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The Aging Athlete: Tips For Staying In Shape As You Grow Older

Apr 18, 2008
Most athletes are born competitors. Since our early years, we have been conditioned to think in terms of "how many," "how much" and "how fast." The cruel twist of fate parallels the wisdom of age with the slowing of the fast-twitch muscles. The athlete who wishes to retain enjoyment in his older years needs cunning as well as brawn to do well, feel well, and be well!

Our primal instincts regarding the ever-upward ascent of our achievements have to withstand the changes in absolute measure (hardly any of us will be faster at sixty than we were at twenty, or even forty). We have to learn to take pride in finesse, in working with our changing bodies in a cooperative dance rather than a wrestling match, and to do so with the fond eye of a lover rather than the stopwatch of our high school coach.

How can we find the psychological energy to alter the deep-seated paradigm of measurement by numbers to a more profound acceptance and support for our now-aging bodies? How can we convert trial by numbers into admiration for coordination, reverence for grace and respect for complexity? Not an easy task, to be sure.

As in so many areas of life, a good starting point is self analysis. What brings me joy in my physical life? When do I thrive and which conditions make it possible?

A historical analysis can be useful. Write a series of memories, no more than 250 words, and let yourself recall when in your life you have felt best about your athletic achievements. Were you alone, as in weight lifting for example, where the solitary meditation brought you into competition with yourself? Or do you fondly remember team sports where the pleasure of a shared win was greater than anyone's individual achievement? Did you enjoy pageantry, such as the baseball stadium, with uniforms and marked-out running lanes, or did you prefer the isolation and simplicity of cross-country running? Your goal is to understand the preconditions that set you up for success so that these can be redeveloped in other venues.

For example, I loved long distance running. In high school I ran cross-country. Even in track, I preferred the longest distances. As an adult I gradually morphed into a marathon runner until knee surgeries and lower back pains suggested that this was no longer the best sport for me. As I analyzed my love of running, I found that I enjoyed working out with my teammates as well as their companionship on the subway ride to the park in the Bronx, more than an hour from our school in Brooklyn. I enjoyed the planning for the race almost as much as the race!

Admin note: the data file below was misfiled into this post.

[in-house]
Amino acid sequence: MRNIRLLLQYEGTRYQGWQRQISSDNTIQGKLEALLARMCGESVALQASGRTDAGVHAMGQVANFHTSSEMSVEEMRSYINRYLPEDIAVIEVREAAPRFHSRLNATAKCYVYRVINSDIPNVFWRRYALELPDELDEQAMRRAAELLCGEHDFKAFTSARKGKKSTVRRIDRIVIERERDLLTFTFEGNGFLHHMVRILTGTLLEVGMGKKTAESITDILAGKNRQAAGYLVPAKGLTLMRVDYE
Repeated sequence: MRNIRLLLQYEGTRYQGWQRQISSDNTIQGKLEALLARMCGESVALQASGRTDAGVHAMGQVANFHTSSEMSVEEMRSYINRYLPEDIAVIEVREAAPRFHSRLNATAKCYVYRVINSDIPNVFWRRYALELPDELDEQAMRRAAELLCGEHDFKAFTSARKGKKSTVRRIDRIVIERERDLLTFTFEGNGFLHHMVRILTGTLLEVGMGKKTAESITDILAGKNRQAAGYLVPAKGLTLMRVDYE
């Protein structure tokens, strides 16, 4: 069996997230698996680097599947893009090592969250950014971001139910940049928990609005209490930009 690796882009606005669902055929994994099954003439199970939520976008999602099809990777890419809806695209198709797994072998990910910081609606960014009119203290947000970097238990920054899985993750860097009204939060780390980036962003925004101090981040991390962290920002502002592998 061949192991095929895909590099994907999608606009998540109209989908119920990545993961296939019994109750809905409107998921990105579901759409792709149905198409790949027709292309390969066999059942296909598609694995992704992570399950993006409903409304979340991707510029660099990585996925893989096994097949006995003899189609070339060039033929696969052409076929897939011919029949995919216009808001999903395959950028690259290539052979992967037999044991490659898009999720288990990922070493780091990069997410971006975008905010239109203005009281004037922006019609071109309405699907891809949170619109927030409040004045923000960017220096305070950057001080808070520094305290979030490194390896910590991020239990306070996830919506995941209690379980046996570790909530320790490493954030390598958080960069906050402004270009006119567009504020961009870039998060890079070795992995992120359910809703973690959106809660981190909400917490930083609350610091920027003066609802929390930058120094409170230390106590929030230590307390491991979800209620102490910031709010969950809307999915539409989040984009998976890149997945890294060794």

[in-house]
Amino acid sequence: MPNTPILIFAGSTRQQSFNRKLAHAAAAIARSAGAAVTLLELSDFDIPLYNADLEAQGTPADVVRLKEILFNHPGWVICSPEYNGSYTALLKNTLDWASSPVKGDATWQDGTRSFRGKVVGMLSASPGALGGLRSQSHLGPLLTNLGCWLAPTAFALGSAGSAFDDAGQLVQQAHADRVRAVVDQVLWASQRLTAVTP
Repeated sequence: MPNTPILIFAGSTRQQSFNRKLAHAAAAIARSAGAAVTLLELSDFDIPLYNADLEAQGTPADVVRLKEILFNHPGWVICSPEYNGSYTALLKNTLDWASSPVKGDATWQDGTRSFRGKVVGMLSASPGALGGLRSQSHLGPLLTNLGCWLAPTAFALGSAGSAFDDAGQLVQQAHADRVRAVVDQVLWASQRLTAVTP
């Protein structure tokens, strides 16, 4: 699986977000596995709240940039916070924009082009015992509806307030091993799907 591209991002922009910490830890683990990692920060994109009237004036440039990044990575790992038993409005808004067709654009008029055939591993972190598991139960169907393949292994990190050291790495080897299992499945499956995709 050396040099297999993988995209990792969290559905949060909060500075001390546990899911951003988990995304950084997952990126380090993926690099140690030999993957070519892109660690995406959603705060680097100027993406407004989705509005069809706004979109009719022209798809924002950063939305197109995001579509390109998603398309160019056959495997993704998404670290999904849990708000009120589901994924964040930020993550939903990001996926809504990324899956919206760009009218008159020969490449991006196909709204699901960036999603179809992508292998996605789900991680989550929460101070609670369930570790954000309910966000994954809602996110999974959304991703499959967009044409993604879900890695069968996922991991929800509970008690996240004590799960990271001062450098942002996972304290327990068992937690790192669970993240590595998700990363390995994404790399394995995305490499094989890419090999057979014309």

I began to see that I enjoyed sports where a theoretical understanding was as important as the actual performance. Gradually, after trying various classes at my gym, I found that yoga gave me many of the same values I associated with running. I read about the mind set which made holding postures possible and it was remarkably similar to the strategies for long distance running! The only difference was that my body thrived in this new regime. There were no more swollen knees, no Ibuprophen or ice packs. I just showed up, took classes with my fellow students, many in their twenties, and felt terrific afterward.

Like others who have found joy in adapting their sports to their bodies, I had come to a new sport partly by serendipity (I had a tried a few other classes) and partly by having a prepared mind. I knew the feelings I wanted, I just didn't know which sports would create those feelings.

Similarly, a friend of mine was a B level squash player ("A" level is professional). She couldn't move as quickly as she used to, nor as dexterously, having injured her shoulder cartilage. She analyzed other sports with a range of motion similar to her squash stroke, but with more limited shoulder movement, and decided to try archery. Six years later she competes at national level tournaments. She found that she loves the discipline of archery and the range of motion was perfectly suited to her current shoulder conditioning. In addition, having watched herself through tournaments over many years, she wasn't prepared to give up the rankings and associated measures of success which give her a sense of accomplishment.

By analyzing the parts of experience which defined our pleasure, we were both able to find sports which defined areas of strength and competence in our current bodies. We each still feel like athletes, but in a style which responds to our current capacities. The advantage we gained from the mental analysis was a resource in finding a physical form. As in so many areas of life, luck favors the prepared mind.
About the Author
John Trauth is co-author of "Your Retirement, Your Way" (McGraw-Hill, 2007), a step-by-step curriculum which explains the secrets for happiness in retirement and helps readers prepare for the psychological, strategic and financial aspects of this major life transition. Learn more about this book and take the free "retirement readiness quiz" at http://www.YourRetirementYourWay.com.
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